[Mike] Sure, why not.  If it were more than every 3 moves, for instance, then the game would be very long - at least 60 moves each (15 uncaptures x 4 moves per uncapture).  A cycle of 2 or 3 should be enough.  And doing all the uncaptures at the beginning of the game might be interesting too.

[...] I have also thought about retro-strategy.  I would tend to do my untakes in my back rows, so that the new enemy pieces have a long way to travel home (especially the pawns).  I might untake many pawns in the a (or h) column, so that my opponent would be forced to bring the pawns home by a series of untakes to get them in different columns.  The king would be a powerful piece in Retro:  you can walk into check, and force your opponent to undo the check.  Done properly, you could advance your king toward his home square while forcing your opponent to waste moves undoing checks.

One other bit of strategy I thought of might have to be prohibited by a special rule.  Under the rules mentioned so far, it's OK to leave a piece on an opponent's home square, preventing him/her from reaching the complete initial position.  It's not like the opponent can take the piece that's in the way. This is legal in backgammon, but the difference is that it's possible for the opponent to hit a single blot.  How would we prevent this approach?  We can't ban pieces from the 7th and 8th rows.  What about a variation of check: if a piece can reach its initial square, and an enemy piece is on it, that enemy piece must move right away.  That's off the top of my head as I write this; I don't know what the ramifications would be. We need some kind of rule to prevent both sides lounging around in their 7th and 8th ranks, just as we need a mandatory untaking rule.

Other oddities:  after uncastling, the king and the rook are frozen!  You can't move them, because that would invalidate the castle that's already happened.  The castling restrictions regarding check are still the same.

[Ralph] Since you demonstrate that uncastling may be undesirable, I am tempted to make it forced.

[Mike] How about "un passant"?  For instance, a black pawn moves from a3 to b4, leaving a white pawn at a4.  This forces white to immediately move the new pawn from a4 to a2!

Other obligations might arise.  If white moves pawns back to b2 and d2, and there is a dark-square white bishop already on the board, then it can't reach c1.  So it must be un-underpromoted (underdemoted?), or else black has to untake the bishop on c1.  And black might choose not to cooperate.

[Ralph] Wow! That's a three-exclamation-point winning tactic. Black must cooperate because of the requirement to make a legal uncapture, and must do so without delay or else his piece from c1 might have a long journey home. However, is it a winning tactic? The promoted Bishop must become a Pawn on the 7th rank, so White also has some disadvantage, which might well be larger. If nothing else, this is a way to make a position more complicated and difficult. If you have several of these situations and some tripled Pawns, finding a legal unmove could be very hard; and deciding whether your opponent's unmove was legal could be equally hard.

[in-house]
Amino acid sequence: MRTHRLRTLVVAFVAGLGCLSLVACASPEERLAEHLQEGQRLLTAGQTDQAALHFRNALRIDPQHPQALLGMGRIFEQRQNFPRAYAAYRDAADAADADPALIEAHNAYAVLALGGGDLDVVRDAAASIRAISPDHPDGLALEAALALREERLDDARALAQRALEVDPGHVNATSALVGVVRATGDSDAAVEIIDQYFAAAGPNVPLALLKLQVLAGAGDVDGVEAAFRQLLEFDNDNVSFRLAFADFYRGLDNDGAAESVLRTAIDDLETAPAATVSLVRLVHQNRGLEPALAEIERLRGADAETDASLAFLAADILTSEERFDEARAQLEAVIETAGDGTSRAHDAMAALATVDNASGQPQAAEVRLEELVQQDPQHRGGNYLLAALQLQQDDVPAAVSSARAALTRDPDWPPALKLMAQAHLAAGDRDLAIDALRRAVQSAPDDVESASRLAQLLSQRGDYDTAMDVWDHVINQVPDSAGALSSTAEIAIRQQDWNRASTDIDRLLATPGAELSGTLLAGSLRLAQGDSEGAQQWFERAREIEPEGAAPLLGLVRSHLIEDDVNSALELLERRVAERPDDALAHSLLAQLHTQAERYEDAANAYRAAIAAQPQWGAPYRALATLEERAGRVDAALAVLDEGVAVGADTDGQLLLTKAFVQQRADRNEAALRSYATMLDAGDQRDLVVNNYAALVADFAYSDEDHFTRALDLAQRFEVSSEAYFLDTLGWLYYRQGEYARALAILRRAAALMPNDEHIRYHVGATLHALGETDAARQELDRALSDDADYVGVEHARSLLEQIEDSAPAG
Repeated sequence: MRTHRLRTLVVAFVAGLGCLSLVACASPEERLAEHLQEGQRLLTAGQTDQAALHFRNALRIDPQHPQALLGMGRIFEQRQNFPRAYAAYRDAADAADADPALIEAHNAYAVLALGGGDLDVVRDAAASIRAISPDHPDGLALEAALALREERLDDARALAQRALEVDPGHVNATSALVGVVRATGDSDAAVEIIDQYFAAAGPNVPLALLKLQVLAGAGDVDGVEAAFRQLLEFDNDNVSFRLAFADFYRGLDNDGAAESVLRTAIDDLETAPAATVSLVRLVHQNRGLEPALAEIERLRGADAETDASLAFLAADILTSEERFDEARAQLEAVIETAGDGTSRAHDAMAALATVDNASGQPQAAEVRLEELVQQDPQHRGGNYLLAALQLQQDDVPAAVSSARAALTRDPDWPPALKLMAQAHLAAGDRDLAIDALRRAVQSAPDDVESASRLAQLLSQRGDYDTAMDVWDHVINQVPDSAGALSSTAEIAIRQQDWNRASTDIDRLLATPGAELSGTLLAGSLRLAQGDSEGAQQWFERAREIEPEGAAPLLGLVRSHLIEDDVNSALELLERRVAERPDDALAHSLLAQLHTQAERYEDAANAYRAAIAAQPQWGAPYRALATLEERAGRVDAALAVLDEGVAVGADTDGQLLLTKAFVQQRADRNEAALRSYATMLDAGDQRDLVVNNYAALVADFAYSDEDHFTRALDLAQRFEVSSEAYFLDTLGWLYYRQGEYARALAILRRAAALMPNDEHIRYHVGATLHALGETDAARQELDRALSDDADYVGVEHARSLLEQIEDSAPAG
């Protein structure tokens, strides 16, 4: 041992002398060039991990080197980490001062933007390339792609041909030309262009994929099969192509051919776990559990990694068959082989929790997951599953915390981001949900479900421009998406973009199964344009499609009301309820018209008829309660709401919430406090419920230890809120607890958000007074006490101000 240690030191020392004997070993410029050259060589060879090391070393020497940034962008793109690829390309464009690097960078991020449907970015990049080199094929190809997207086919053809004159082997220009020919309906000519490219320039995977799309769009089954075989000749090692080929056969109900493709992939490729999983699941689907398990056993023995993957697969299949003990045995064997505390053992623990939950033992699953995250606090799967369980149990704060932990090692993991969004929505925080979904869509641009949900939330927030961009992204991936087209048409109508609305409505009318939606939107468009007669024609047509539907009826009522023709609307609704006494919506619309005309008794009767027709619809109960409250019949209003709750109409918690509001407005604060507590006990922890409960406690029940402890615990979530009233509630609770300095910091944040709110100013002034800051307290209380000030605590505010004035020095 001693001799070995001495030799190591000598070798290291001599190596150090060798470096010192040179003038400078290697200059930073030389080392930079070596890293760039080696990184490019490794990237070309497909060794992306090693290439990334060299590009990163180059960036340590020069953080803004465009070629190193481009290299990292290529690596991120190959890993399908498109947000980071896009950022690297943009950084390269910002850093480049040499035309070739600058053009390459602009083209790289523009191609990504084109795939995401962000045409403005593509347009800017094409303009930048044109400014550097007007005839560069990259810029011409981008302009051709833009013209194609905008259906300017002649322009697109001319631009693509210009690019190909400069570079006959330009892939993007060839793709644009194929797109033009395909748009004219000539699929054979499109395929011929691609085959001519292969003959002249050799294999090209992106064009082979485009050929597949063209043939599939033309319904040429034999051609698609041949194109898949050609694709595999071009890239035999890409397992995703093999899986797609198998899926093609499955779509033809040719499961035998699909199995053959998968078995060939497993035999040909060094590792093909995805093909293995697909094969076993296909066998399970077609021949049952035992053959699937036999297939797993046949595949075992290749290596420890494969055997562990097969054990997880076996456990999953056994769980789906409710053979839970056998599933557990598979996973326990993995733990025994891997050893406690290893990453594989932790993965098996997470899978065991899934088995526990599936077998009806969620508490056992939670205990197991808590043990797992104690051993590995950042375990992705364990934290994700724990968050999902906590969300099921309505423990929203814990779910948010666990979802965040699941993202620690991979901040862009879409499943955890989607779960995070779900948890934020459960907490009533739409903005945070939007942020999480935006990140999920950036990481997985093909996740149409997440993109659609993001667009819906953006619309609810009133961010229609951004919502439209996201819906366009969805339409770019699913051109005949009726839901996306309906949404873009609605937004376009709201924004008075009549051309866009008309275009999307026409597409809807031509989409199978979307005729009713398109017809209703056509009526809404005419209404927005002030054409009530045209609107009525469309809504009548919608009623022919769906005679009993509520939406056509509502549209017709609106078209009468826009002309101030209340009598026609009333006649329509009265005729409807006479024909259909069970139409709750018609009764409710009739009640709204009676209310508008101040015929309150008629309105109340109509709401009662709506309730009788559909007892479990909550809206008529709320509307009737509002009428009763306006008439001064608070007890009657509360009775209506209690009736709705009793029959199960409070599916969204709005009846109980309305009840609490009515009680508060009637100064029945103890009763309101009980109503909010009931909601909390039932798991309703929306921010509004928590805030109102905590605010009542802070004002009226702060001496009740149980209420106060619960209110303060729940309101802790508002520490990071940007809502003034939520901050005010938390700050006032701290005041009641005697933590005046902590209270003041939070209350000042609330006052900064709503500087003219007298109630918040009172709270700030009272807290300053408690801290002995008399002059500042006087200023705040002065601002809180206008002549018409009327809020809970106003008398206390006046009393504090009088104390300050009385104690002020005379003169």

[Joao] About unpromotion: should it be a good strategy to untake 10 knights? or 10 bishops?

[Mike] Yes and no, IMO.  It would force your opponent to unpromote all the extra
pieces, but he/she could easily retaliate by doing the same to you.  So if your opponent uses this approach as much as you do, then all it does is slow down the game without giving either side an advantage.  Maybe we should only allow uncaptures that don't create extra pieces (or two bishops on the same color square).

[Joao]We should try the game with the least possible move restrictions!

[Mike] I agree!  It wouldn't be as much fun to play if you had to constantly check
a long list of restrictions before each move.  I'd like to allow at least some dirty tricks. :)  Making things difficult for the opponent is a natural part of the strategy - especially if you can't remove the opponent's pieces! back to top

Progressive ideas

[Ralph] There should also be a shorter way to win, I think. Of course, if a game takes too many moves, people can play Progressive!

[Joao] That's a good idea! But in this case, Progressive Orthodox moves (both players move the opponent pieces)

[Mike] Well, I'd be content to try basic Retro first.  We could always have basic Retro and Progressive Retro as separate games.

[Joao] I had another different idea for progressive retrochess, here it goes:

1. White puts the white king on the board
2. Black puts the black king in a legal position on the board
3. White makes a legal FIDE unmove, then Black makes two unmoves (one black and one white), then White makes 3 unmoves (b,w,b), then Black makes 4 (w,b,w,b), and so on (like in Progressive Orthodox Chess)
4. The winner is the one who obtains the initial FIDE setup, and that means all pieces (black and white)
5. A player looses if he puts the board into an impossible position

So now, both players are interested in unmoving all pieces, not just their own. It's kind of a race, a progressive retro-race, where you run and run just to get at the start line of a usual FIDE game (I wonder why this reminds me of Alice?...) back to top

Written by Joao Pedro Neto, Ralph Betza and and others, see text.